A Wood Thrush Story

Nooooooo!

That was me, early on the morning of June 13.

I’d been watching and filming a Wood Thrush nest, expecting nestlings to fledge at any time. This morning, I set up my video gear at the first light. I positioned my tripod and zoomed in on the nest… almost ready to record… then, crash! I knocked over my big stainless steel coffee cup, which landed on a flagstone. The startled nestlings squawked and leaped in unison.

My eyes witnessed the fledge. My camera did not.

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Image Credits: Carol Doeringer.

A Cowbird Cases the Joint

I first noticed the cowbird’s stake-out on May 17, 2022.

The snoop at my sliding-glass door made no attempt to conceal herself as she stared. I wondered: Was she looking through the glass or at it?

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Image Credits: Carol Doeringer.

Watching and Wondering

Watching a bird incubate is not very exciting.

Lady Baltimore spends most of her time in the nest. So, I spend most of mine watching her sit. Or rather, watching her tail, which is mostly all that I see. By my calculations, it’s about time for her babies to start hatching, one per day for four or five days. And a cowbird, too, if the interloper I caught scoping out the nest managed to lay an egg inside.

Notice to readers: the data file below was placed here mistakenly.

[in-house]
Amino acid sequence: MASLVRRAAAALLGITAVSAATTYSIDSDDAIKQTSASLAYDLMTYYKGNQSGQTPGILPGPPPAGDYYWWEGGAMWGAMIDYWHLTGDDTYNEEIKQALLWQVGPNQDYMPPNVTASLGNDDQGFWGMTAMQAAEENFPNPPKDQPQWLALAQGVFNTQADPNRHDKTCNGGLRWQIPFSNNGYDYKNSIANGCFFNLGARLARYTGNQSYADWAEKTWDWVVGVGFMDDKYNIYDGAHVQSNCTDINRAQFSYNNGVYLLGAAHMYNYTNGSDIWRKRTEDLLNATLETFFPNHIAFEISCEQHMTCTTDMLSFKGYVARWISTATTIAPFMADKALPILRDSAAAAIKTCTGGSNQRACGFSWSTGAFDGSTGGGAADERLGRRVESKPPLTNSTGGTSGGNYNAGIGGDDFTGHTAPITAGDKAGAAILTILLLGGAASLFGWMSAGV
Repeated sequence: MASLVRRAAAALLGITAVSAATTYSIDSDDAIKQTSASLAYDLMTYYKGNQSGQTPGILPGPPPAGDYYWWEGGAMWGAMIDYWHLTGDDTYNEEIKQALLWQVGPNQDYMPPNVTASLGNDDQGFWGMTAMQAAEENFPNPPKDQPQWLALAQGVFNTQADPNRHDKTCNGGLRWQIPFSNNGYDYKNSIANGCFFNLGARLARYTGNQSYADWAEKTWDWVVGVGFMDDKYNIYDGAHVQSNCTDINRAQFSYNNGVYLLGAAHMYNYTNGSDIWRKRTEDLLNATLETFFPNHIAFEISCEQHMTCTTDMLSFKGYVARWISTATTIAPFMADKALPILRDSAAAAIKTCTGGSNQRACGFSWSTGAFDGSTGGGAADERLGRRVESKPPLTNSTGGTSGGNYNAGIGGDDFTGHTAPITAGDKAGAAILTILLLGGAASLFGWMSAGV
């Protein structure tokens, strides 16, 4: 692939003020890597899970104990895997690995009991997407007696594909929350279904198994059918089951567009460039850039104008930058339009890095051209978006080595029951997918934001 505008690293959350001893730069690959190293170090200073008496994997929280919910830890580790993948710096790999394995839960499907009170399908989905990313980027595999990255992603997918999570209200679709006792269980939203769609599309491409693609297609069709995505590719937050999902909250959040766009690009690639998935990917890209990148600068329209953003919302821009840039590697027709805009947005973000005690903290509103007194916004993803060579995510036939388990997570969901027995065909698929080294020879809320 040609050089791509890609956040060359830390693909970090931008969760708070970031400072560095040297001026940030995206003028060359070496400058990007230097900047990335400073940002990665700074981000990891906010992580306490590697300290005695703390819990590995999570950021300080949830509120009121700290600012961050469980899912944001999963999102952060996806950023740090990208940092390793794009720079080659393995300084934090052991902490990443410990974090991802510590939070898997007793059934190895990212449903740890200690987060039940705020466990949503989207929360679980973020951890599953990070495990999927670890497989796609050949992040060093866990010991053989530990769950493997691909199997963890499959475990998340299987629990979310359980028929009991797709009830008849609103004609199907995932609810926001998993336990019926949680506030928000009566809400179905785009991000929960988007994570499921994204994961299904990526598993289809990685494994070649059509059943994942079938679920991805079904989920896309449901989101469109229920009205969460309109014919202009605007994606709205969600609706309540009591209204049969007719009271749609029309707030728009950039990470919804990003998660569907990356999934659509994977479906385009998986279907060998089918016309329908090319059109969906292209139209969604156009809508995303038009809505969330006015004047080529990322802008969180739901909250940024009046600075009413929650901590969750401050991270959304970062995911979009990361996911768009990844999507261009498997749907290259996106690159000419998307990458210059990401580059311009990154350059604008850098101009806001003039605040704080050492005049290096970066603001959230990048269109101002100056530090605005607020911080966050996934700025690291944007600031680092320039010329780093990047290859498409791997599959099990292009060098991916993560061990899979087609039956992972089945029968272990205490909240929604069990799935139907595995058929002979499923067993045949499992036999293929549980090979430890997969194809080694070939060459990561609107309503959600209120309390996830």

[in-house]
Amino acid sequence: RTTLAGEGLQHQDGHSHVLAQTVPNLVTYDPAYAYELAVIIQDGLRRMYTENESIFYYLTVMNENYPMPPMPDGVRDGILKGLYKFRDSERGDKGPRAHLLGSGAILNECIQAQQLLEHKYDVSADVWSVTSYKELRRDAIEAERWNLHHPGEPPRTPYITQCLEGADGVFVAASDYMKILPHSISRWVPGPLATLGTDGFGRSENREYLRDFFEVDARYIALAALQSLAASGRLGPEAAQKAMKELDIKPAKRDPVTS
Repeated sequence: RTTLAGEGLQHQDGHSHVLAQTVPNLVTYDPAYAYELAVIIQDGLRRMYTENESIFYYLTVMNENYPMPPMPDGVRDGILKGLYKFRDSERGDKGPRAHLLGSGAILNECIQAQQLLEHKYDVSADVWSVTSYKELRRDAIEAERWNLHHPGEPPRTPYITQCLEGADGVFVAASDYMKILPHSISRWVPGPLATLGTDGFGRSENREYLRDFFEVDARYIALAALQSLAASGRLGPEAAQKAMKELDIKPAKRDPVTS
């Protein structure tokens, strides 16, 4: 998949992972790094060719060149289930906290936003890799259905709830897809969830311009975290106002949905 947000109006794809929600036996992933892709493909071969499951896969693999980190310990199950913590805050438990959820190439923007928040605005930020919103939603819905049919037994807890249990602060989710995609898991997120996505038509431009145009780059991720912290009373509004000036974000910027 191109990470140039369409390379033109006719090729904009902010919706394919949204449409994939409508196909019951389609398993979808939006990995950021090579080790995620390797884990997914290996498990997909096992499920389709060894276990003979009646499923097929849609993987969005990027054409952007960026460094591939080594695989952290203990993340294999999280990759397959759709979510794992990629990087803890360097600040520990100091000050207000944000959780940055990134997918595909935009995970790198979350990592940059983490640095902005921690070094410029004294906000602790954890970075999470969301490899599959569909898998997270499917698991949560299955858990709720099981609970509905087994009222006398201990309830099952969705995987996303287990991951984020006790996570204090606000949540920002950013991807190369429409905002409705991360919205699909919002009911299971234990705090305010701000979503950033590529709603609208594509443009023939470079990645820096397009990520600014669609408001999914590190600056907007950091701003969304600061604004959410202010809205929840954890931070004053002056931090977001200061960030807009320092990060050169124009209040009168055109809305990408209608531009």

So, I’m watching that unexciting nest closely, looking for any movement that might suggest hatchlings within.

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High Crimes

Curious, I thought.

A female grosbeak went inside a Baltimore Oriole nest. At least, that’s what I thought I saw. But after I posted a video on Facebook and Twitter, several friends corrected my error. The interloper was a Brown-headed Cowbird.

And that’s not good news for the orioles.

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Image Credits: Kurt Bauschardt.